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Structural Investigation of the Adsorption von Y(III) on Orthoclase (001) Single Crystals using Resonant Surface X ray Diffraction

Neumann, J.; Lessing, J.; Demnitz, M.; Eng, P.; Stubbs, J.; Stumpf, T.; Schmidt, M.


Transport of radionuclides (RNs), from deep geological repositories for radioactive waste, such as the highly toxic trivalent minor actinides (An(III)) Am and Cm, will be controlled by their interactions with charged mineral phases. Many countries such as Finland, Sweden, and Germany consider a repository in crystalline rock, which contains large amounts of feldspars, e.g. orthoclase (K-feldspar). Hence, reliable risk assessments of potential repository sites depend on a fundamental understanding of sorption quantity and structure of An(III) on feldspars. Typically, those interactions are investigated using mineral powder samples [1], which depict an idealization of the natural system due to the small grain size of the mineral. In those studies, information about macroscopic effects on sorption processes, like crystal orientation or surface roughness, are not accessible. Therefore, in this work we study the adsorption of Y(III), as an inactive rare earth analogue for An(III), on natural single crystal orthoclase samples of the (001) crystal orientation using the modern synchrotron-based, surface X-ray diffraction technique.


Natural single crystal orthoclase samples were freshly cleaved along their (001) orientation and reacted overnight in a solution of [Y3+] = 0.01 M at pH = 5.0 or 6.9. After the reaction was finished, surface X-ray diffraction (SXRD) was measured in situ at beamline 13 ID-C (GeoSoilEnviroCARS) of the Advanced Photon Source at Argonne National Laboratory. SXRD yields the total electron density profile of the mineral/water interface by measuring crystal truncation rods (CTR). For the first time, resonant anomalous X-ray reflectivity (RAXR) is applied on orthoclase for identification and quantification of sorption species, in our case Y3+. Coverage of adsorbed Y3+ is given in units of Y/AUC (area of the orthoclase (001) unit cell = 55.57 Å2).


The study investigates the adsorption of Y3+ on orthoclase (001) at two different pH values. RAXR spectra of both samples show strong modulations at the Y X-ray absorption edge (17.038 keV), indicating that Y3+ has been adsorbed to the orthoclase surface. Analysis of amplitudes and phases of the RAXR spectra yield information about coverage and distance of the adsorbed species from the surface.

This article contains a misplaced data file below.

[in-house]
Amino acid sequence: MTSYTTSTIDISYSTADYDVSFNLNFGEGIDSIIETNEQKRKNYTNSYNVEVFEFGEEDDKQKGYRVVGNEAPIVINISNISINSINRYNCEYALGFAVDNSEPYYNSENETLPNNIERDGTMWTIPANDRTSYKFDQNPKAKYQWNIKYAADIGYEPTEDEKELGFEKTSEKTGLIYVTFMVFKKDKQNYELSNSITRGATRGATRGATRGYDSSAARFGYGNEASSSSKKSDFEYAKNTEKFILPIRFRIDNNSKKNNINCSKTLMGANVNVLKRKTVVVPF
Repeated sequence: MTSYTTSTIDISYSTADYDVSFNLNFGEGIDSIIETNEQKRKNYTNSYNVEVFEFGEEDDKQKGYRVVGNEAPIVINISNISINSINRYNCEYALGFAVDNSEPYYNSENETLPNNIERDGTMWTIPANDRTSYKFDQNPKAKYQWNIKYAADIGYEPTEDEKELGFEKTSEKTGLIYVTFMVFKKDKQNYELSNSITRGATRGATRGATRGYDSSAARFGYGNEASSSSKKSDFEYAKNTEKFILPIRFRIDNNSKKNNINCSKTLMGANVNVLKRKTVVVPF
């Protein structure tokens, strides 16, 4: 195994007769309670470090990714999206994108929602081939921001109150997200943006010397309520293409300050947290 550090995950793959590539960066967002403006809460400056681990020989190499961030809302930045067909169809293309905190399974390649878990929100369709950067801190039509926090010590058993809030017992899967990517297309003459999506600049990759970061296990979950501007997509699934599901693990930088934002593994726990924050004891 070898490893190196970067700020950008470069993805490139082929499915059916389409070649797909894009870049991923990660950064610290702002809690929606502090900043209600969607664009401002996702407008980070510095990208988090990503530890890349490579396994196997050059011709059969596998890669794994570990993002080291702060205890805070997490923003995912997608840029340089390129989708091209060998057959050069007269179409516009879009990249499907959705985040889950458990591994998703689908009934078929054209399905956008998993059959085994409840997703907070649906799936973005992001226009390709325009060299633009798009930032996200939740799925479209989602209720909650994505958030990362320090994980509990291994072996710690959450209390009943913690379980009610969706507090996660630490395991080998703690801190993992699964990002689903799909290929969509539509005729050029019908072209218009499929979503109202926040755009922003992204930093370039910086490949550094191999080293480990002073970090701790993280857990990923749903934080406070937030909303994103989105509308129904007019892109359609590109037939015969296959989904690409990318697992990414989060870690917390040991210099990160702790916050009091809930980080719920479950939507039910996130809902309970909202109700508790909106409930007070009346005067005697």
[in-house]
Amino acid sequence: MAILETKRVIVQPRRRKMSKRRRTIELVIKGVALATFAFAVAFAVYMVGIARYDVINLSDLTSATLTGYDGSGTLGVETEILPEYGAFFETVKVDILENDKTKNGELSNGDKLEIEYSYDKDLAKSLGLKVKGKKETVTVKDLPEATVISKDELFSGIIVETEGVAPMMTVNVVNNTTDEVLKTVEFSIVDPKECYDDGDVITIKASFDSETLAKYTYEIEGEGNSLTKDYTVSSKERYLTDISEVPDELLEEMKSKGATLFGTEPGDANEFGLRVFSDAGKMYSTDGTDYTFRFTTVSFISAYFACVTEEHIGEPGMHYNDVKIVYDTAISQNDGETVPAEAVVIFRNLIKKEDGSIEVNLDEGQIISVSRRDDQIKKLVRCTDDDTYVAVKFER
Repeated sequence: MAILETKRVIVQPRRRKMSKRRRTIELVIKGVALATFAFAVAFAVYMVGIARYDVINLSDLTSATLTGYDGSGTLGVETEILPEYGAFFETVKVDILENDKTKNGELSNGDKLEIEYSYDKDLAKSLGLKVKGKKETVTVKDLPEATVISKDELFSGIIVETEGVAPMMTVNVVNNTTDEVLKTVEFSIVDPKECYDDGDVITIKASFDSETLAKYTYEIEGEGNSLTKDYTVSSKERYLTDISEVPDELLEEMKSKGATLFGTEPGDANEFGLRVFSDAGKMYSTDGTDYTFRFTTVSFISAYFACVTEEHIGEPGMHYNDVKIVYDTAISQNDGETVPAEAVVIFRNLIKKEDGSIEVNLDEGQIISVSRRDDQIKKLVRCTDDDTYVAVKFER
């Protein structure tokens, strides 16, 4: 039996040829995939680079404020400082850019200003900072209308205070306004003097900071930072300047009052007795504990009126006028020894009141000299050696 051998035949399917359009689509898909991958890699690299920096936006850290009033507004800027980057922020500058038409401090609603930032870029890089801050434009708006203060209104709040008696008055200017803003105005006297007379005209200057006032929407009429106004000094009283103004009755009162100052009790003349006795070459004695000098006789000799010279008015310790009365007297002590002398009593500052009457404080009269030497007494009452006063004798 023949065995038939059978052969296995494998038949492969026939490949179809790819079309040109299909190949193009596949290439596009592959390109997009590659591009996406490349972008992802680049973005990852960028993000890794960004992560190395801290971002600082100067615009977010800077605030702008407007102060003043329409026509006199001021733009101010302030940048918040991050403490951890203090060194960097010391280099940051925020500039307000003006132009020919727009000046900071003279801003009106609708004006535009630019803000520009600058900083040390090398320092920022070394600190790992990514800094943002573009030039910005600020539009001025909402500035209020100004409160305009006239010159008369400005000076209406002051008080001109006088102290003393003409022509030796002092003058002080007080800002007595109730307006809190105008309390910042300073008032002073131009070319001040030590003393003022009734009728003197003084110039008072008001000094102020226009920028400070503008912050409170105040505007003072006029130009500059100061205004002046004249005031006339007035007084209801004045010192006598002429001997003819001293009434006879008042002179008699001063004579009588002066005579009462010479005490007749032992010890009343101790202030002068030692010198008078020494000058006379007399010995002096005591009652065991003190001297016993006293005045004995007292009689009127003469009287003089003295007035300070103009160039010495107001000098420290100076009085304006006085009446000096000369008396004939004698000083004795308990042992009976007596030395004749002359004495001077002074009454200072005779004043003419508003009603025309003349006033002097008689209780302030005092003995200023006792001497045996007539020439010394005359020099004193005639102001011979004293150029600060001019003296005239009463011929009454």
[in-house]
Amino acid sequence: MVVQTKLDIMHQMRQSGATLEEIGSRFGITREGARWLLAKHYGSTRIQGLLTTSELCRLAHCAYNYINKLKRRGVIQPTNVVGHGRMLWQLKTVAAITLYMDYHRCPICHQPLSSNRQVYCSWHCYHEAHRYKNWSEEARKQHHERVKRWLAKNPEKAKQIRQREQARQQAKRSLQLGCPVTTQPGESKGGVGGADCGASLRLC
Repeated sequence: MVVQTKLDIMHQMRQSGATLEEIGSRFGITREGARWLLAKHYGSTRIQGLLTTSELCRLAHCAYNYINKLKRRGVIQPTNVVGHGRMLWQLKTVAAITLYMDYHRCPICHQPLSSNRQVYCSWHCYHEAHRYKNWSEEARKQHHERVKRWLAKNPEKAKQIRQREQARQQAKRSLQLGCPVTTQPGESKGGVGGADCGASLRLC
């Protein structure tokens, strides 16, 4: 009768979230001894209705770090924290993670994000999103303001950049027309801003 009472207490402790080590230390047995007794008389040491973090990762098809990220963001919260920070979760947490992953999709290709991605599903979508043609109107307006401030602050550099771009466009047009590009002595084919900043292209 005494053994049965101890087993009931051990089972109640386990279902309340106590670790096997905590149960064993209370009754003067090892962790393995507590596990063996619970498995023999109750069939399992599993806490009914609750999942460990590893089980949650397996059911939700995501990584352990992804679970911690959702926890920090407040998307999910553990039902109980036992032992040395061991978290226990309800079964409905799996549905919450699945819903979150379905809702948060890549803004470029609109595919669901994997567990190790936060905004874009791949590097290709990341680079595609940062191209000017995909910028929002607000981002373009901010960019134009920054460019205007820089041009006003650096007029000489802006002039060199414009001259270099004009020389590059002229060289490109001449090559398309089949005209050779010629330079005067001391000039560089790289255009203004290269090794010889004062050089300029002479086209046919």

At pH 5.0, two sorption species at a distance of 2.47 (Species A) and 8.35 Å (Species B1) from the uppermost oxygen-atoms (Osurf) of the mineral surface are identified. At higher pH (6.9), the adsorbed Y is located at a distance of 1.50 (Species C) and 4.38 Å (B2) from Osurf. The Y3+ aquo ion has hydration shells in a distance of 2.36 and 4.40 Å. Therefore, Species A can be attributed to an outer-sphere (OS) and species B1 and B2 to extended outer-sphere (EOS) sorption complexes. In contrast, Species C is closer to the surface than any other sorption species observed in this study. At the investigated pH of 6.9, more sites of the orthoclase surface are deprotonated, obviously leading to the release of parts of the hydration shell of Y. Therefore, Species C is interpreted as an inner-sphere (IS) sorption complex. A plausible, bidentate binding motif for Species C is suggested based on the obtained results, where Y3+ is bound to two nearest Osurf resulting in a Y-O bond length of 2.46 Å in an angle of 39.0°.
While the interfacial speciation between the two samples is different, the total Y coverage is found to be similar for both samples (~0.6 Y/AUC). At pH 6.9 more than 70 % of the adsorbed Y3+ is bound as IS complex (Species C, 0.43 Y/AUC). The obtained coverage of the IS complex corresponds to ~2/3 of an adsorbed Y3+ monolayer, assuming bidentate coordination to two Osurf. Overall, the obtained sorption quantity and interfacial speciation are in good agreement with the powder studies, supporting the applicability of the previously developed SCMs to simulate retention of An(III) by K-feldspar for macroscopic systems.
However, we also identify reasonable amounts of adsorbed EOS complexes that are typically not found in studies using mineral powders and therefore not considered thermodynamic models. This result points out the need of studies working on macroscopic mineral samples to assess the impact of those species, and more general the controlling parameters relevant for natural systems, such as crystal orientation, surface roughness, and a realistic solid-liquid ratio. In conclusion, the results of this study contribute to a more realistic and reliable prediction of the mobility of trivalent actinides in the environment, and will enable a better risk assessment for deep geological repositories for radioactive waste.

  • Lecture (Conference)
    TransRet Workshop: Processes Influencing Radionuclide Transport and Retention, 12.-13.10.2021, Karlsruhe, Deutschland

Publ.-Id: 33393